Neubauer stated that Coast Guard investigators have already boarded two vessels. They plan to find others, many of them from overseas. They will inspect anchors for any damage, as well as review logs that were kept by captains, deck officers, engineers, and the voyage recorder, which is the equivalent to the black box on planes. They will interview the crew.

Virginkar stated that prosecutors do not have to prove negligence under certain environmental laws to be convicted. This could result in a shipping company being charged with anchoring too close to a pipe or vessel marked on nautical charts.

Accident occurred at Los Angeles-Long Beach port complex, the largest in the country.

Federal pipeline regulators will also be investigating Amplify Energy as it owns the three offshore oil platform and the pipeline.

Attorney William Carter, a former prosecutor for federal environmental crimes, stated that they will examine pipeline inspections to look for evidence of corrosion and search any information that may have been falsified. After the cracked has been removed from 100 feet (30 m) of water, a forensic analysis will take place.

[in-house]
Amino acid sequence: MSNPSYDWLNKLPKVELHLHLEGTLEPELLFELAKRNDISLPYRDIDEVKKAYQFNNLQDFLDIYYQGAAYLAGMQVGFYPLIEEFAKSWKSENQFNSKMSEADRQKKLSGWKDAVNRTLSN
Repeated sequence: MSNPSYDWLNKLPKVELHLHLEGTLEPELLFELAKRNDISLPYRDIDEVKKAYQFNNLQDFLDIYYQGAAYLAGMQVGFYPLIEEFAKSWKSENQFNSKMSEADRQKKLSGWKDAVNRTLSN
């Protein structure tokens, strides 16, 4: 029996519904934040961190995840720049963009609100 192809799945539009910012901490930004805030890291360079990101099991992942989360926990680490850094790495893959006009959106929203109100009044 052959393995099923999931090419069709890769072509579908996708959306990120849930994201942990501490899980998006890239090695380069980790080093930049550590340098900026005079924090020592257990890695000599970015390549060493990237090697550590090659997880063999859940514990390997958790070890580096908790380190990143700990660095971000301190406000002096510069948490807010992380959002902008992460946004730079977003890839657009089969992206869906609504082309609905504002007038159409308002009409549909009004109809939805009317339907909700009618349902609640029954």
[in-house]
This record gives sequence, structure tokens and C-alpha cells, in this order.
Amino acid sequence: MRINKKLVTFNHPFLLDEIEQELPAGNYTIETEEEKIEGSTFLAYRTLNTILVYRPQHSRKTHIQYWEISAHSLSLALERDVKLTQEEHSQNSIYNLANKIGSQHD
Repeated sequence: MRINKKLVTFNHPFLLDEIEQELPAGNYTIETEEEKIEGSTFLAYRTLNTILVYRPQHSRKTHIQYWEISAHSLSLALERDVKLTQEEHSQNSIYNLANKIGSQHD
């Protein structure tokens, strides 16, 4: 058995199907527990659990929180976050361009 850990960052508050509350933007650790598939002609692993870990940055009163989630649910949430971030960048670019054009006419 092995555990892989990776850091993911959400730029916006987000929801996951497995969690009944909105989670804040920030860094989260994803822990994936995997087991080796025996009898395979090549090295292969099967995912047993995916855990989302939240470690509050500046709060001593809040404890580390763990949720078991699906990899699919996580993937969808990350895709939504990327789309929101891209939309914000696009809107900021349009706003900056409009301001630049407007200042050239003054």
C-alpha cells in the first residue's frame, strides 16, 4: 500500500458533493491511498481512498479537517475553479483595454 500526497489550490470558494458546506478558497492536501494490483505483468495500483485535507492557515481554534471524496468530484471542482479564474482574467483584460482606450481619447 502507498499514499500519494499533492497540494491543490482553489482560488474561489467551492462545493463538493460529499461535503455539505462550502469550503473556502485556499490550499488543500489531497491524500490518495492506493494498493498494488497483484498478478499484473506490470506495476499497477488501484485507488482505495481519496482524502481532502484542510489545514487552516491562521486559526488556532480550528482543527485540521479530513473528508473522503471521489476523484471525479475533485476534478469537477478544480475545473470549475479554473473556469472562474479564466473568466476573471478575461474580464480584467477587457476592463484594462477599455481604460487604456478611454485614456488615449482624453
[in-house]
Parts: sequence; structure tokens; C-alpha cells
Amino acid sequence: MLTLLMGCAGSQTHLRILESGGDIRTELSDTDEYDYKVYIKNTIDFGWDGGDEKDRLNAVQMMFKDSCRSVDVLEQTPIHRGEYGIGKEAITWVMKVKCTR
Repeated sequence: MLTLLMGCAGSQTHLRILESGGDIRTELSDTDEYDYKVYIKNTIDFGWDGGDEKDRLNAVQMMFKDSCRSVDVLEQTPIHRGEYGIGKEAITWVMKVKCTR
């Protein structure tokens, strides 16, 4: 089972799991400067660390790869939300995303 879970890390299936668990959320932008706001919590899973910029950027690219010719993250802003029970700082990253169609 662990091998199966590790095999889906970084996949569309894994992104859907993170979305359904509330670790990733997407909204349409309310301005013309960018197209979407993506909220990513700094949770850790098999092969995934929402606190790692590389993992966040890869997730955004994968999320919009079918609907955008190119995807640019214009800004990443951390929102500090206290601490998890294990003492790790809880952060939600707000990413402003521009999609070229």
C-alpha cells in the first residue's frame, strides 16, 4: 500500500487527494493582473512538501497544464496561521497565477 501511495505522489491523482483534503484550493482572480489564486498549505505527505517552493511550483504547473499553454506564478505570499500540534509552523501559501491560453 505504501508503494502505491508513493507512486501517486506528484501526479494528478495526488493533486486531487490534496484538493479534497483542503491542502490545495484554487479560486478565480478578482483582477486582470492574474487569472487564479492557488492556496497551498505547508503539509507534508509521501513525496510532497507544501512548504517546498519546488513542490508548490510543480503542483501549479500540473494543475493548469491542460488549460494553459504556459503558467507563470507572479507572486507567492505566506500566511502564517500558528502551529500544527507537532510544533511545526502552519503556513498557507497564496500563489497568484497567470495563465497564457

Amplify had to undergo thorough inspections on both the inside and outside of its pipeline in alternating years. Federal documents show that the most recent inspection found no problems that required repairs.

Carter stated that the prosecution will also examine control room data to determine if there was any pressure drop in the pipeline, which would indicate a potential leak.

Carter stated that the company could face prosecution if it didn’t immediately call federal and state hotlines to alert Coast Guard officials, fish and wildlife officials, and other agencies that respond to spills.

He said that spills are quite common and there is a good chance of being prosecuted for not responding in a timely manner.

Carter stated that the elements required for that violation were: Carter knew of a release and didn’t immediately report it, regardless of the cause. It could have been lightning, an earthquake, but you failed to report it promptly.